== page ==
I AM AN INMATE IN MY
WHO AM I?
I am a volunteer at a maximum security prison in Jackson, Michigan. For ten years I have been teaching a weekly course designed to give my students greater inner freedom through self-control. After I put my belongings in a locker, I’m wanded, go through the metal detector, and I’m issued a panic alarm for my belt. Then the 1-inch-thick iron gate rolls shut behind me and I am within an atmosphere of power and a technology of control. I have signed away my freedom while I am inside. I am under the control of the system. I must do as they direct. This is not anonymous power. Once while attempting to gain entry to a class in a prison in Pennsylvania, because of mistaken identity, I was strip searched. If you teach “self-control” one must be able to practice what you teach.
WHY AM I HERE?
There is no obligation for inmates to attend my class. No college credits. I am a volunteer and unpaid. There are no rewards for attending. In a sphere of control and power, where men earn time off for good behavior or must attend court-stipulated programs about addiction, anger management, and so forth, they choose my class freely. Some think it will be entertaining, but it’s not. It’s a ten-week course and, by the end, only about 25% of the original enrollees remain. The exercises are simple, but self-control means controlling your responses to outer pressures and impulses from within. It takes a lot of practice. The exercises were created by Rudolf Steiner: control of feelings, control of thinking, control of will (or equanimity), positivity, open mindedness and then balancing all five at the same time.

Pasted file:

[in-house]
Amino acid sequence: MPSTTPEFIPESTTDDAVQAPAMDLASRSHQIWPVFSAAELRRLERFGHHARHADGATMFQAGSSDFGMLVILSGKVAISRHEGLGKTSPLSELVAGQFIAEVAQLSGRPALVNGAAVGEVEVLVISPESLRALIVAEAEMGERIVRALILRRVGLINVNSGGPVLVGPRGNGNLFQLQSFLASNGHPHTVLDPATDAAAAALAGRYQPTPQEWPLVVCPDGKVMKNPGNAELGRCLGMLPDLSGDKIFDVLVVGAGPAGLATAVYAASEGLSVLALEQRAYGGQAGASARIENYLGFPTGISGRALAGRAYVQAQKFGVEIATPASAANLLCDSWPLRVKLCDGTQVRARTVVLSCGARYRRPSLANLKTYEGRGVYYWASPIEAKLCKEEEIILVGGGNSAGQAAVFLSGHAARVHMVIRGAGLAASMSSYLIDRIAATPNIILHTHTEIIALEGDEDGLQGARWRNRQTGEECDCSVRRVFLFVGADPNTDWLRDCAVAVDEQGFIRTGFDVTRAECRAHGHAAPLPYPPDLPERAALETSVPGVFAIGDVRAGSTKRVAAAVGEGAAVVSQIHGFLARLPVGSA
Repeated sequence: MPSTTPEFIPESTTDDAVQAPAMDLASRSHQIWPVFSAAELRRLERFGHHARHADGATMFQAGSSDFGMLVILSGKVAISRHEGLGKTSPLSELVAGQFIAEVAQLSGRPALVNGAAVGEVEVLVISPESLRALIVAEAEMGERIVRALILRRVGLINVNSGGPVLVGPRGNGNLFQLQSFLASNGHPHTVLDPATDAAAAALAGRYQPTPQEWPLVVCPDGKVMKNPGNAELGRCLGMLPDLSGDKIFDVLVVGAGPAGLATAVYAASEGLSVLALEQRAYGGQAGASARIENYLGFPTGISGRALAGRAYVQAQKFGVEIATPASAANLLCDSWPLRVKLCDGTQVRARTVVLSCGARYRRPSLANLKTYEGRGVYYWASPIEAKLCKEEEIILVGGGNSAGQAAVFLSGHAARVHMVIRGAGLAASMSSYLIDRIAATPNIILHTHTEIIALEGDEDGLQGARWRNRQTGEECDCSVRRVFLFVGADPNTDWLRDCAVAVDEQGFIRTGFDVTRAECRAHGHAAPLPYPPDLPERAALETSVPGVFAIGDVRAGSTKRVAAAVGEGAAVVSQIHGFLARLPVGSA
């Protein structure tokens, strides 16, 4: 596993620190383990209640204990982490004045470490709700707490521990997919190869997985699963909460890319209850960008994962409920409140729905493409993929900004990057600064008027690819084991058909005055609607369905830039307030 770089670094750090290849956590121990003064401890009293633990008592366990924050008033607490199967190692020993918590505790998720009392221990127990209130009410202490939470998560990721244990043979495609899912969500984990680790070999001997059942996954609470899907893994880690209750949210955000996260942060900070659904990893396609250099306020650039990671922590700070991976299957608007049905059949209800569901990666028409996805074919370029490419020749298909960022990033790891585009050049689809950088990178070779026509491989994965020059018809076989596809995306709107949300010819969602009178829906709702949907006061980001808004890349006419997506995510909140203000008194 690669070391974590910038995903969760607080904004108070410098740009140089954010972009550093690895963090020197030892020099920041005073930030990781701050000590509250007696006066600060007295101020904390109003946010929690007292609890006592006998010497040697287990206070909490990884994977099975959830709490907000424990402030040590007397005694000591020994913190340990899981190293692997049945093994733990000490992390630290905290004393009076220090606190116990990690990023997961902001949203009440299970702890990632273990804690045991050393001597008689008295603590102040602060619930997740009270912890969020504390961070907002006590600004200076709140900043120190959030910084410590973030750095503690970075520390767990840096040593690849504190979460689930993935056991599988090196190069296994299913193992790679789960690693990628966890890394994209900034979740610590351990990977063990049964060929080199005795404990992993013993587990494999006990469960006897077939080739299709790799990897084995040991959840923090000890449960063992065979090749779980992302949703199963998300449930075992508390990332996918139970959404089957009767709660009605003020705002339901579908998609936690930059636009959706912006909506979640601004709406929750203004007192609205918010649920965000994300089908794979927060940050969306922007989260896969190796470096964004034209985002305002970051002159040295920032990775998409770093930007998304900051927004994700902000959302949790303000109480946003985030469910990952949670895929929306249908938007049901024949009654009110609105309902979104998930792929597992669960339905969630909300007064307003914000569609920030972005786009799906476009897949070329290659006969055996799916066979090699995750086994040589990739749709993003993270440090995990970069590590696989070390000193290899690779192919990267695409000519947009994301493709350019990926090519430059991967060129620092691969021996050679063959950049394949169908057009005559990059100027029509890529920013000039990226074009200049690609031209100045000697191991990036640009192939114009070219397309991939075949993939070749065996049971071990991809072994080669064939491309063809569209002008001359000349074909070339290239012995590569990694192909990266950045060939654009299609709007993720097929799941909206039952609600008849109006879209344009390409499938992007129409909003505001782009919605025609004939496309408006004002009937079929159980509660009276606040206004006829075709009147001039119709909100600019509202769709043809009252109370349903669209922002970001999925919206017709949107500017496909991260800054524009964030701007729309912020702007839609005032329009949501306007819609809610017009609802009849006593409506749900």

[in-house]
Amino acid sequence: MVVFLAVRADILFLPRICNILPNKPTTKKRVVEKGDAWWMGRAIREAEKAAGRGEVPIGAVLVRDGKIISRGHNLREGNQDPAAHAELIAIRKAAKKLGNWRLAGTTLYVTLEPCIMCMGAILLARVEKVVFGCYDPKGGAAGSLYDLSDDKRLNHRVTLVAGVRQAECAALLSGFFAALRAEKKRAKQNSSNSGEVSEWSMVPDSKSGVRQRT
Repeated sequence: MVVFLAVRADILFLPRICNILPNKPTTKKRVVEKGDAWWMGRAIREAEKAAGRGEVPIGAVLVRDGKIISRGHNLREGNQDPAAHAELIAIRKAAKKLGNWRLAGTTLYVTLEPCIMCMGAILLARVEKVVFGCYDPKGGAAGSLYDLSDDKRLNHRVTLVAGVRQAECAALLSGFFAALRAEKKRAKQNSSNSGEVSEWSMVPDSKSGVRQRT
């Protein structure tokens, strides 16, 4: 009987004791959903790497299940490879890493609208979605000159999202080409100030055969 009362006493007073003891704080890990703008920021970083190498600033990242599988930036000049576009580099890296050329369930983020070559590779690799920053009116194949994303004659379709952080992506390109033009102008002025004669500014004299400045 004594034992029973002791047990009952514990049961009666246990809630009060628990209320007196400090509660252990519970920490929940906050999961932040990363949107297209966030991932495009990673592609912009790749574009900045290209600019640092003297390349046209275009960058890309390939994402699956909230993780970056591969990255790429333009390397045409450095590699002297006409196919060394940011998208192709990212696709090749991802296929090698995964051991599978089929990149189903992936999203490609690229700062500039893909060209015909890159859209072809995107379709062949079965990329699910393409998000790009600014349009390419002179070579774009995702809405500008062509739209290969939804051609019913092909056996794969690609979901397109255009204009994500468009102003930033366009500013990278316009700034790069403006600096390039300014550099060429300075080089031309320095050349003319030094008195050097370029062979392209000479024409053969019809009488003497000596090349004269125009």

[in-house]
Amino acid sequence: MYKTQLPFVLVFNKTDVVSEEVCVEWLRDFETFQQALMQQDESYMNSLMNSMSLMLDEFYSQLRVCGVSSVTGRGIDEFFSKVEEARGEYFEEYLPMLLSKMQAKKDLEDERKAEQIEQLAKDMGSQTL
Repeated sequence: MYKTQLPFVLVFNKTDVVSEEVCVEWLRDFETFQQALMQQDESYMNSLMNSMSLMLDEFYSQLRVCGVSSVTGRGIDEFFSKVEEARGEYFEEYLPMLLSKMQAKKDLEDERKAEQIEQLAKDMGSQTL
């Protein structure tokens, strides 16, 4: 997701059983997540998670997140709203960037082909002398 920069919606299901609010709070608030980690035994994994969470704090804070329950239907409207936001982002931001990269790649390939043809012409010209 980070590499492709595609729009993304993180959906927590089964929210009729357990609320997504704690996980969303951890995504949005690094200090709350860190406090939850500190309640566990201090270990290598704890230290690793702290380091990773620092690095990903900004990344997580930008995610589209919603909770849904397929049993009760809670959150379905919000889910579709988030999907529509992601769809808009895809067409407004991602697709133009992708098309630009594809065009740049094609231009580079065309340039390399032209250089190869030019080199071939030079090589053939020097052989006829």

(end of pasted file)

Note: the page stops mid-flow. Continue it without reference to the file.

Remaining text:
I teach this course because I practice along with the inmates. After all, I am an inmate in my own self-created power systems: marriage, a family and a job. And I live in our modern, “free” society.
WHAT DO I WANT?
This is an age of power. But every age has its own Medusas of power who attempt to control the hearts and minds of men.
Anonymous power in media and technology is every bit equal to the power of prison walls. Satellites whiz overhead and create an unseen and unknown net around us for purposes of control that we can’t even imagine.
And we who are not behind walls are impulsive. We may be too quick to give away our freedom when we hear the words “I love you,” and find ourselves held captive in abusive relationships.
And men and women sadly give up their freedom, their fortune, their families and their lives for heroin or other addictive drugs, liquor, or cigarettes. My state, Vermont, now has an epidemic of babies being born who are addicted to heroin and not by their choice.
Viktor Frankl survived the Nazi concentration camps and discovered a place of freedom in the human soul, a place of personal power in which we all can be free. The men I met in prison began to rediscover their power through self-control, but, as I said, it takes a little practice. They also discovered one another, and a little dose of community gave them encouragement and hope. Perhaps the second secret about overcoming power and finding freedom is community. That takes practice, too. And a whole lot of self-control.
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